Greece’s Culture Ministry has announced that archaeologists have discovered two new monumental royal tombs dating from 3,500 years ago at the site of the ancient city of Pylos in southern Greece.
According to the news, the new finds suggest that Pylos played a surprisingly prominent role in early Mycenaean civilization. The rich new find brought to light thousands of pieces of gold foil, which are remnants of the sheets of gold that once lined the tomb floors, which would have given the interior of the tomb a unique glow. Other recovered artifacts included a golden seal ring and a golden Egyptian amulet bearing the likeness of the goddess Hathor.
The Ministry said the archaeologists discovered the tombs near a large Bronze Age palace of Pylos that featured in Homer’s Odyssey. They also said the discovery is important because it sheds light on the early phases of Greece’s Mycenaean civilization. Archaeologists also found beads made of amber, carnelian and malachite. Some of the items suggest that Pylos has trading connections with Egypt and more other distant lands, a fact that was previously unknown.
The larger of the two tombs has a diameter of 12 meters (36 feet) at floor level, with 4.5 meter (15 foot) walls still surviving. Originally, the tomb would have stood at about 9 or 10 meters high. The smaller of the tombs was -thirds the size of the larger.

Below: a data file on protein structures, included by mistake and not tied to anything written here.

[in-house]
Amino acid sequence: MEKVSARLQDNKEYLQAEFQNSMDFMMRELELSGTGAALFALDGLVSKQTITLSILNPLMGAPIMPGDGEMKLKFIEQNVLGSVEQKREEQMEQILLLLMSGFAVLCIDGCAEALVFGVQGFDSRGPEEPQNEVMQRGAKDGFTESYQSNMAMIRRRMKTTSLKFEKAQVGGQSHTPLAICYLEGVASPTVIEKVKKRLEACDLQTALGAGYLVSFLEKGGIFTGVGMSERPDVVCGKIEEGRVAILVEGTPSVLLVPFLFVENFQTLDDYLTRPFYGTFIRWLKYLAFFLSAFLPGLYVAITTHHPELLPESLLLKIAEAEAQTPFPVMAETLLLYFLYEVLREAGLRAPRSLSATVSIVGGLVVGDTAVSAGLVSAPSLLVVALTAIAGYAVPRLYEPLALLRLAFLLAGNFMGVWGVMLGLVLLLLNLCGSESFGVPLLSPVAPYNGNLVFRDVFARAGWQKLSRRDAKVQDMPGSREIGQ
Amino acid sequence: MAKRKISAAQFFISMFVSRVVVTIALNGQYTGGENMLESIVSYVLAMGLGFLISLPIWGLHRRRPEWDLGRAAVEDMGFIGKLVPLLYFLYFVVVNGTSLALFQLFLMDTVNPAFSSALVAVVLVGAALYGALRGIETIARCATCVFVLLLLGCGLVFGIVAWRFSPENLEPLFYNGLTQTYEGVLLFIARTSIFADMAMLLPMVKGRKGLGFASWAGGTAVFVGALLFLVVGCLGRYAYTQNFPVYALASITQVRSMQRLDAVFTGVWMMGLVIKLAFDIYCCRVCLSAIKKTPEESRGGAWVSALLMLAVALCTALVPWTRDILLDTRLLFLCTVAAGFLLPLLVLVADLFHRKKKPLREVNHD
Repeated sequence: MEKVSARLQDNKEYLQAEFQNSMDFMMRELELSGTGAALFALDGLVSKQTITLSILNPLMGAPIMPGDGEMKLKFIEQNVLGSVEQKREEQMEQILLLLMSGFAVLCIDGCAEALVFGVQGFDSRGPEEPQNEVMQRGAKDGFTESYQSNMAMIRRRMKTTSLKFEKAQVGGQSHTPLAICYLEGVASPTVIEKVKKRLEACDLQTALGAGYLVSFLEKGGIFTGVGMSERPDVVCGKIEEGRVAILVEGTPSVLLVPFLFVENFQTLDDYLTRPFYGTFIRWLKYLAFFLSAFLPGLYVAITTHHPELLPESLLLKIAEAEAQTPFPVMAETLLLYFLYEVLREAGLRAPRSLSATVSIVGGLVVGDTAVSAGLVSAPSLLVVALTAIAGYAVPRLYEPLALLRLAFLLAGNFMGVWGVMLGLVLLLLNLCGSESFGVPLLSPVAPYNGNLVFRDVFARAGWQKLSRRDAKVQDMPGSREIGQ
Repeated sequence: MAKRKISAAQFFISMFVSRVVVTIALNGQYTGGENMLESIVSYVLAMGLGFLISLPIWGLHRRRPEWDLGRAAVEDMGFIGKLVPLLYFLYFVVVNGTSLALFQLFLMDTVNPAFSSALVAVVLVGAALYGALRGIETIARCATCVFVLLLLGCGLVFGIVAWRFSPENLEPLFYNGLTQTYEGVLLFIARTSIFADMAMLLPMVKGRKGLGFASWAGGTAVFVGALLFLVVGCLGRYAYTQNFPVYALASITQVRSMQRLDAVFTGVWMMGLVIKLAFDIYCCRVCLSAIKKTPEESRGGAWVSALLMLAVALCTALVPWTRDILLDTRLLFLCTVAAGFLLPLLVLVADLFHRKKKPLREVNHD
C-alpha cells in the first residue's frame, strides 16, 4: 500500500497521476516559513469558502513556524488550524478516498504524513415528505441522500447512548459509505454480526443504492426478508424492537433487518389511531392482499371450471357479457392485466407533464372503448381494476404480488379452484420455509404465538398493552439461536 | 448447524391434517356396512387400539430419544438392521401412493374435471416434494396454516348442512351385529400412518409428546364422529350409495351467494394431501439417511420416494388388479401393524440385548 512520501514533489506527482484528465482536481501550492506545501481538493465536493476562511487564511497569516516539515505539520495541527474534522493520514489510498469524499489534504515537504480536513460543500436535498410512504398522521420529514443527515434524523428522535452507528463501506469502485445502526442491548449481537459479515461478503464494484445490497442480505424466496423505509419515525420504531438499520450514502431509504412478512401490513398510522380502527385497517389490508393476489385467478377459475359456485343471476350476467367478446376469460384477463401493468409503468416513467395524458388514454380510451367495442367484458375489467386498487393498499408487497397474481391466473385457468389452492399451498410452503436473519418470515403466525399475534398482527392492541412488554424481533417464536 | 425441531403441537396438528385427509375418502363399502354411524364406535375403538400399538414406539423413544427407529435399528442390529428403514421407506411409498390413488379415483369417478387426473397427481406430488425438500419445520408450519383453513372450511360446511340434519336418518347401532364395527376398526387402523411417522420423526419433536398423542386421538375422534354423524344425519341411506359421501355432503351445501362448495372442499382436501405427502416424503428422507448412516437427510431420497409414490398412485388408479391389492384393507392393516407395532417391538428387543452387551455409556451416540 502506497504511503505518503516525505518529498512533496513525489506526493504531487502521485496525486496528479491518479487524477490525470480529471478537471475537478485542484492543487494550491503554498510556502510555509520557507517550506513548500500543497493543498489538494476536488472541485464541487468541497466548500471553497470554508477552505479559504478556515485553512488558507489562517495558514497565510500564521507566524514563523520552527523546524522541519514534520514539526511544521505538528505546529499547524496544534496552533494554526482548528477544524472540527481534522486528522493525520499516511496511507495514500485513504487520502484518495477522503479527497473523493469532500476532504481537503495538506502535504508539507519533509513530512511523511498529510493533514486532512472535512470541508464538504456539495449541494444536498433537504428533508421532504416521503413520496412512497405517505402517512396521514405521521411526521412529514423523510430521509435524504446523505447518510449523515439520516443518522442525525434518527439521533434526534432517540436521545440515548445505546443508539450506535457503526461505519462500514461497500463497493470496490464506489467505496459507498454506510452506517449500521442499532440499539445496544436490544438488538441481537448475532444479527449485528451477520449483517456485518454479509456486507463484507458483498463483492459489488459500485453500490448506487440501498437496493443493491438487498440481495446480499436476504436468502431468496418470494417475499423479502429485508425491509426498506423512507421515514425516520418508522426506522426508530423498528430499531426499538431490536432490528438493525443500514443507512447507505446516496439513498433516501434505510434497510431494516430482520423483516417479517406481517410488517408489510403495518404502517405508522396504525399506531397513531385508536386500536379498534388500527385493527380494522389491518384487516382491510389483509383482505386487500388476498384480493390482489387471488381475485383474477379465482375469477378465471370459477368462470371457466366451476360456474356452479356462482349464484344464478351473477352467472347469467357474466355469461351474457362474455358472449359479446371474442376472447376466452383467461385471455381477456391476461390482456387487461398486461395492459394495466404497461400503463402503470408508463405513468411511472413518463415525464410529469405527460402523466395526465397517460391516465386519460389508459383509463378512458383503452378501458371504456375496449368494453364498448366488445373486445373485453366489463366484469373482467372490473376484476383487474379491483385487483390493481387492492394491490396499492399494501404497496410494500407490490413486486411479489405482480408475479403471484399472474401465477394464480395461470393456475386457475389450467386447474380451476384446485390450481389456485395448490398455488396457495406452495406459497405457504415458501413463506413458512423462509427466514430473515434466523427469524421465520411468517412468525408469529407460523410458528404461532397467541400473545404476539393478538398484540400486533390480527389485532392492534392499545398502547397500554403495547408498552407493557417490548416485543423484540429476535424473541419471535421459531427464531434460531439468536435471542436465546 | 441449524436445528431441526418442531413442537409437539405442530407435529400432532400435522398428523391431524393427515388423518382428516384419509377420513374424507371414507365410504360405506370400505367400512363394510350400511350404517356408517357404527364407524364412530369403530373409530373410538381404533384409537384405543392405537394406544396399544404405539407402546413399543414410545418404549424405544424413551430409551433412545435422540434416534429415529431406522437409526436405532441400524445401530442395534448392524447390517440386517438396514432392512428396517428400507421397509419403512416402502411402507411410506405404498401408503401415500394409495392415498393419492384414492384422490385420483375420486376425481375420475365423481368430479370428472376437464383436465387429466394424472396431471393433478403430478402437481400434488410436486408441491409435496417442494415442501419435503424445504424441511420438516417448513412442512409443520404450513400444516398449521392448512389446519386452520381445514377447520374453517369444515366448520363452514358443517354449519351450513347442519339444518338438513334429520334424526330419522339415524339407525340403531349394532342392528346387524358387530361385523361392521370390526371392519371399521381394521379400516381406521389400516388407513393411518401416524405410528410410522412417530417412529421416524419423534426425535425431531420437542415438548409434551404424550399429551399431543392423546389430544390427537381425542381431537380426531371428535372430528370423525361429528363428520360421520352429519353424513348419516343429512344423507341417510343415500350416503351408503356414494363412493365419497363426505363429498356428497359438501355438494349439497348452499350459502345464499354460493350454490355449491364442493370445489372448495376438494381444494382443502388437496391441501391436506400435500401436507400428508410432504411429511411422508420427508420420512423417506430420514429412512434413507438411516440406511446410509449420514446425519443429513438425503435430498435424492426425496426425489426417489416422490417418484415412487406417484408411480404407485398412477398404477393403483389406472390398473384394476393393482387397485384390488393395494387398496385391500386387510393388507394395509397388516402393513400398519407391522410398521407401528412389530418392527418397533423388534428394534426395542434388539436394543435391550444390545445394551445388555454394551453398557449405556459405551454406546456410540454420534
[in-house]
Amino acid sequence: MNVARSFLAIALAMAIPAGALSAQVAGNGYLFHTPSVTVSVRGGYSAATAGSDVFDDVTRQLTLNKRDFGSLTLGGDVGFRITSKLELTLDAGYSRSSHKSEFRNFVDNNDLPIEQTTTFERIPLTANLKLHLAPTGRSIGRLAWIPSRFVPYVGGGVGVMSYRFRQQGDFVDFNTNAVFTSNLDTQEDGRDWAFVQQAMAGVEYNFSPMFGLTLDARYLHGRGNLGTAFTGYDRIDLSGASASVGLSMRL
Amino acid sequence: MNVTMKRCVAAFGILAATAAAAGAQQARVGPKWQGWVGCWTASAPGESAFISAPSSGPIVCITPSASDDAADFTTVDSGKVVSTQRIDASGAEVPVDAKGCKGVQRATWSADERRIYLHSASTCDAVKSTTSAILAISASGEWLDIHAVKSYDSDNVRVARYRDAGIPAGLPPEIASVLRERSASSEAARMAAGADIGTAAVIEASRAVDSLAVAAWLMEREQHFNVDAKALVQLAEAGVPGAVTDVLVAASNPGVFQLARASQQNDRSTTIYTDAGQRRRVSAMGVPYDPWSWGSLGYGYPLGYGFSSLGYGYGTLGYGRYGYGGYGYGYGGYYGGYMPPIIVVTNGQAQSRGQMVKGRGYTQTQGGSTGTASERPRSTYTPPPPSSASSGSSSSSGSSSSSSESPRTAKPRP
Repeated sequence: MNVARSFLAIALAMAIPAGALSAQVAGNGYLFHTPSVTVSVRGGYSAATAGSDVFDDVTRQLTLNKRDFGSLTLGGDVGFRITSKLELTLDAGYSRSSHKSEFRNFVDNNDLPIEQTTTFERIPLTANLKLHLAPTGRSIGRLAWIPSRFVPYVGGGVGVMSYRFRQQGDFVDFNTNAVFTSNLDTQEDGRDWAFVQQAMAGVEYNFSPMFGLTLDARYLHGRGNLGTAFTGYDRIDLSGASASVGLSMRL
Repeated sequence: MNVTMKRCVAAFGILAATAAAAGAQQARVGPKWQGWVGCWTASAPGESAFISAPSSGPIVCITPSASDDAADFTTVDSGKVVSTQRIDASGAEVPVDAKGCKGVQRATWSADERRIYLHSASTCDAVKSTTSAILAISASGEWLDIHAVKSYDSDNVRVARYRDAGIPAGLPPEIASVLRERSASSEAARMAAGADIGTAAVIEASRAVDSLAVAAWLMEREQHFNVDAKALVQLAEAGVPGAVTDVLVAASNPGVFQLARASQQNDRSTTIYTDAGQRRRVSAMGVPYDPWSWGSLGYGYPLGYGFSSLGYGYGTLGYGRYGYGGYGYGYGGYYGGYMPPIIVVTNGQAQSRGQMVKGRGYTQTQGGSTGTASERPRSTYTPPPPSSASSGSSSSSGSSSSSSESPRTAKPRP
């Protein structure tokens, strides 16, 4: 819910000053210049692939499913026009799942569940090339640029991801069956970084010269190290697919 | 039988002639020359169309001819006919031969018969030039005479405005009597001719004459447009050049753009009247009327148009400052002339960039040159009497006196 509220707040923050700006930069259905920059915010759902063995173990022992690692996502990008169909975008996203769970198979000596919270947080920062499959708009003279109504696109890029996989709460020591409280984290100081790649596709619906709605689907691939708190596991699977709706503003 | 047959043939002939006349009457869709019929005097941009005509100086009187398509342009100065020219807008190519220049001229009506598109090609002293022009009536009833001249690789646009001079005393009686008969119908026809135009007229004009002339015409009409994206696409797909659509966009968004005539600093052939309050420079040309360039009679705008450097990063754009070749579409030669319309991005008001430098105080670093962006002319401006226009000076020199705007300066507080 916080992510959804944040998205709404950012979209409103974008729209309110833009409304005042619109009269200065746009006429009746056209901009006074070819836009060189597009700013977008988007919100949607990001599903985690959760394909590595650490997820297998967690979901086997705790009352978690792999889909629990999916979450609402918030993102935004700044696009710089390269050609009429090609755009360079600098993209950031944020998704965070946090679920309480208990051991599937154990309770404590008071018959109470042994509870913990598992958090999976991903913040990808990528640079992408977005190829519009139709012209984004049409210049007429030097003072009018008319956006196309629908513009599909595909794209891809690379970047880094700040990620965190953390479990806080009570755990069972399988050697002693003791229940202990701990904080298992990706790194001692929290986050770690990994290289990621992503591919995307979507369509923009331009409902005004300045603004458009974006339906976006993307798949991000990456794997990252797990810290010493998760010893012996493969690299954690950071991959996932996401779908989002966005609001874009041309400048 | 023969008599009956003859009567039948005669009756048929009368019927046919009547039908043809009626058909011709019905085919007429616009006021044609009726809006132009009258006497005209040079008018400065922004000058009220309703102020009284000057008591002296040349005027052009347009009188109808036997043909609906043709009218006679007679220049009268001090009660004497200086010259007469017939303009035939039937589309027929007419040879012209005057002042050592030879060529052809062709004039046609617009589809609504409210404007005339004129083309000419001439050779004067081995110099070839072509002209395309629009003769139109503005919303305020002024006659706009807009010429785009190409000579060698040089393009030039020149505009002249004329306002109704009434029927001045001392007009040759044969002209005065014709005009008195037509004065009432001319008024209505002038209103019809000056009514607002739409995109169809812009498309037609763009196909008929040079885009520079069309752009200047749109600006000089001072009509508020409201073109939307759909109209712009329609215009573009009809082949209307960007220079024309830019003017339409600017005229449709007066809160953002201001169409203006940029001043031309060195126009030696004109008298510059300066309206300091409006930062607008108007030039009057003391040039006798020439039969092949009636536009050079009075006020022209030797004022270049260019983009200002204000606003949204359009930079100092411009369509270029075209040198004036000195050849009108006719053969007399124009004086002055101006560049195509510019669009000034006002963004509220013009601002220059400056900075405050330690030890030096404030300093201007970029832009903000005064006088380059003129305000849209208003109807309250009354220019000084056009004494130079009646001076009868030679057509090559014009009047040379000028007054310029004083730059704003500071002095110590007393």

The new discoveries were made by the husband and wife team of Jack L. Davis and Sharon R. Stocker, from the University of Cincinnati who have been working at the site since 1992.
Some readers may remember another of the couple’s discoveries from back in 2015. The archaeologists are crediting with unearthing the spectacular shaft grave just outside the ancient palace of Pylos dubbed the “Tomb of the Griffin Warrior.”
This tomb’s occupant was buried with a magnificent long bronze sword along with a wealth of Minoan artwork and seal stones of the highest quality. One of these, the so-called Pylos Combat Agate (above magnified many times), is a Minoan work of art of extraordinary characteristics that scientists are still puzzling over. As for the tomb’s occupant, he was named the Griffin Warrior, after a mythical beast carved on an ivory plaque in the grave.
If the archaeologists are right, this warrior may indeed be the leader of the first kingdom on the European mainland.